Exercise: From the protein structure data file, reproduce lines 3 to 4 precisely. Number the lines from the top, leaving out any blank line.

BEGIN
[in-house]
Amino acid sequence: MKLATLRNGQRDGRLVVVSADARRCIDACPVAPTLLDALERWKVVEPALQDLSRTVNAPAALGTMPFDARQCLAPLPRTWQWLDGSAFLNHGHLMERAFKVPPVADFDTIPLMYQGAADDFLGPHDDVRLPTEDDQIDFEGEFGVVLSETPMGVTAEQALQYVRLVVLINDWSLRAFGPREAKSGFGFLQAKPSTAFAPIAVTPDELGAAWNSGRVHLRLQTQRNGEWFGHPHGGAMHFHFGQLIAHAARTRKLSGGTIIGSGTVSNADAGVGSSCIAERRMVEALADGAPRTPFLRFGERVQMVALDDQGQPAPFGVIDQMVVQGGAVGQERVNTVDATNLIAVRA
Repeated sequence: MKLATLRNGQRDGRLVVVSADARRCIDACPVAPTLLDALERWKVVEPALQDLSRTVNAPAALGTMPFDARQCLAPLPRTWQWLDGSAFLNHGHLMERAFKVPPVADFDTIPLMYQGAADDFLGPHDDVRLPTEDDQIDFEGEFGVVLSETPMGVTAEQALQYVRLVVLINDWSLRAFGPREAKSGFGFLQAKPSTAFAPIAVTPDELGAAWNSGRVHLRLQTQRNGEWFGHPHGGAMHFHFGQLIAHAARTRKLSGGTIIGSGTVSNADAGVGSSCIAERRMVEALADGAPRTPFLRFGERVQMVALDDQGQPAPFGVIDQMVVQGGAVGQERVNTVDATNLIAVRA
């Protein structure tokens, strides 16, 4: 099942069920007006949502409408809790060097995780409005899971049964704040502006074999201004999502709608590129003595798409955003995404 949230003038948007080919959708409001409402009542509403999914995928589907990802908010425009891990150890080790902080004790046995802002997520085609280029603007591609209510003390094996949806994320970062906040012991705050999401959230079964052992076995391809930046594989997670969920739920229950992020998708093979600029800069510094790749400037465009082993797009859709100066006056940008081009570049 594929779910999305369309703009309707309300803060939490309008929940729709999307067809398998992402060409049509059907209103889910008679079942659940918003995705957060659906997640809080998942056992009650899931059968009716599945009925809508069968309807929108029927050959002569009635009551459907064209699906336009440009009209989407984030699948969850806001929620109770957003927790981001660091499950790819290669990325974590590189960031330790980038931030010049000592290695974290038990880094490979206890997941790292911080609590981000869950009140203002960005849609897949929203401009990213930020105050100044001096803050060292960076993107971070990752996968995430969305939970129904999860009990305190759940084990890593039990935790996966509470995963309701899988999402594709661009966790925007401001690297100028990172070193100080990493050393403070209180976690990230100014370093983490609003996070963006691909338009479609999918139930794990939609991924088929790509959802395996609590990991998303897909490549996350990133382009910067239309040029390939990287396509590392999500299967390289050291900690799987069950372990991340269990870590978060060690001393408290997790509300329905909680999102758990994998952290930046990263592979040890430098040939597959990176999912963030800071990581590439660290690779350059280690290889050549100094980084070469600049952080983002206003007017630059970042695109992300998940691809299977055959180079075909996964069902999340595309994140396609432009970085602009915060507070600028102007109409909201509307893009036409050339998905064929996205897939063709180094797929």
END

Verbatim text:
Repeated sequence: MKLATLRNGQRDGRLVVVSADARRCIDACPVAPTLLDALERWKVVEPALQDLSRTVNAPAALGTMPFDARQCLAPLPRTWQWLDGSAFLNHGHLMERAFKVPPVADFDTIPLMYQGAADDFLGPHDDVRLPTEDDQIDFEGEFGVVLSETPMGVTAEQALQYVRLVVLINDWSLRAFGPREAKSGFGFLQAKPSTAFAPIAVTPDELGAAWNSGRVHLRLQTQRNGEWFGHPHGGAMHFHFGQLIAHAARTRKLSGGTIIGSGTVSNADAGVGSSCIAERRMVEALADGAPRTPFLRFGERVQMVALDDQGQPAPFGVIDQMVVQGGAVGQERVNTVDATNLIAVRA
């Protein structure tokens, strides 16, 4: 099942069920007006949502409408809790060097995780409005899971049964704040502006074999201004999502709608590129003595798409955003995404 949230003038948007080919959708409001409402009542509403999914995928589907990802908010425009891990150890080790902080004790046995802002997520085609280029603007591609209510003390094996949806994320970062906040012991705050999401959230079964052992076995391809930046594989997670969920739920229950992020998708093979600029800069510094790749400037465009082993797009859709100066006056940008081009570049 594929779910999305369309703009309707309300803060939490309008929940729709999307067809398998992402060409049509059907209103889910008679079942659940918003995705957060659906997640809080998942056992009650899931059968009716599945009925809508069968309807929108029927050959002569009635009551459907064209699906336009440009009209989407984030699948969850806001929620109770957003927790981001660091499950790819290669990325974590590189960031330790980038931030010049000592290695974290038990880094490979206890997941790292911080609590981000869950009140203002960005849609897949929203401009990213930020105050100044001096803050060292960076993107971070990752996968995430969305939970129904999860009990305190759940084990890593039990935790996966509470995963309701899988999402594709661009966790925007401001690297100028990172070193100080990493050393403070209180976690990230100014370093983490609003996070963006691909338009479609999918139930794990939609991924088929790509959802395996609590990991998303897909490549996350990133382009910067239309040029390939990287396509590392999500299967390289050291900690799987069950372990991340269990870590978060060690001393408290997790509300329905909680999102758990994998952290930046990263592979040890430098040939597959990176999912963030800071990581590439660290690779350059280690290889050549100094980084070469600049952080983002206003007017630059970042695109992300998940691809299977055959180079075909996964069902999340595309994140396609432009970085602009915060507070600028102007109409909201509307893009036409050339998905064929996205897939063709180094797929």